TALES FOR GUITAR. Ricardo Cobo, guitar. ESS.A.Y CD 1034 [DDD] 51:19,
Produced by Adam Abeshouse. ( Distributed by Allegro.)
PIAZZOLLA: La Muerte del Angel; Primavera Porteña: BROUWER: El Decameron Negro; BROTONS: Two Suggestions Op. 23; DYENS: Libra Sonatina; KOSHKIN:Usher Waltz., Op. 29 .
When much of Piazzolla’s music is performed on the classical guitar it both loses and gains something in transition. La Muerte del Angel, when played by Piazzolla’s own quintet (Ermitage ERM 124), is redolent with highly appealing ethnic grunge. One hears five very accomplished and serious musicians who seem hell-bent on appearing to be just the opposite, as if to say simultaneously, “Ha! And you thought this was all just mere entertainment!” and “Ha! And you thought this was just all mere fine art!”
The net gain from a good classical guitar performance comes in the form of harmonic and structural elucidation. Piazzolla’s music, for all its surface appeal, is very well and rigorously composed. The loss comes when the guitarist tries to clean Piazzolla up a bit, put him in a three-piece suit, and make him a paragon of musical propriety suitable for a “Live from Lincoln Center” telecast.That does not happen here.
Alfred Heller has intimated to me that the most sympathetic way to approach Villa-Lobos’s piano literature (and, by extension, Latin American music in general) is from the point of view of a cocktail pianist–that is to say unpretentiously and with an alert, improvisatory attitude. The player venerates it by striving to get the notes right, never losing sight of the fact that the music must communicate–directly and naturally.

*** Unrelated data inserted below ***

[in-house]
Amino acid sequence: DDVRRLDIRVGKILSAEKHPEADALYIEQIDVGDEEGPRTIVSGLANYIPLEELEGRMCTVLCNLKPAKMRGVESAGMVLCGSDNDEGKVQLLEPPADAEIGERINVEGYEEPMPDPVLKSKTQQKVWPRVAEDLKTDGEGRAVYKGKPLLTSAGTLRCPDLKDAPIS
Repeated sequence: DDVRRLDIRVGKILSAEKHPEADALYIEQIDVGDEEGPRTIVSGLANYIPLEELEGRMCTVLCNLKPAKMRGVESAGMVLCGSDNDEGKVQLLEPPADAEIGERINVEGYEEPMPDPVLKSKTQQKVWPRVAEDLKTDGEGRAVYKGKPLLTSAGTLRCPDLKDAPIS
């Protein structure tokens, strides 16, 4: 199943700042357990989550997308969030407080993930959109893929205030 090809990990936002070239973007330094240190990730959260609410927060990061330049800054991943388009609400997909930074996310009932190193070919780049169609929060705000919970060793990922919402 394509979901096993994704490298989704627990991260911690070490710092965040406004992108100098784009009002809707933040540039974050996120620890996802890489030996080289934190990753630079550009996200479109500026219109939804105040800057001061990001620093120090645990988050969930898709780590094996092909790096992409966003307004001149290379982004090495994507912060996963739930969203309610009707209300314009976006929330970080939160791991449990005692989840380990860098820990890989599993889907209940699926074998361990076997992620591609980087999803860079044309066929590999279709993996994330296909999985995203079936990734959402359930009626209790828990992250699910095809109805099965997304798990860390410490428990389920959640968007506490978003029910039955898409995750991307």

All of this music is programmatic–some of it overtly (Piazzolla’s La Muerte del Angel ; Brouwer’s El Decameron Negro; Koshkin’s Usher Waltz), some of it subtly (Piazzolla’s Primavera Porteña; Broton’s Two Suggestions; Dyens’s Libra Sonatina ). The stylistic range of this music is wide–from the accessibly tuneful Piazzolla and Brouwer, through the more harmonically audacious Two Suggestions of the young, Barcelona-born Salvador Brotons; the exotic-cum-jazz-rock-and-funk Libra Sonatina of Roland Dyens; to the quietly manic and occasionally explosive Usher Waltz of Nikita Koshkin.
Colombia-born Ricardo Cobo takes it all in stride. He is an impeccable guitarist who never lets his technical fastidiousness impede the verve of the music. On the contrary, it is placed squarely at its service. One minute into La Muerte del Angel, Cobo seemed to disappear, leaving only the unencumbered voice of Piazzolla. And so it went throughout the recital.
The sound is in keeping with all the other elements of this release–it’s first-rate.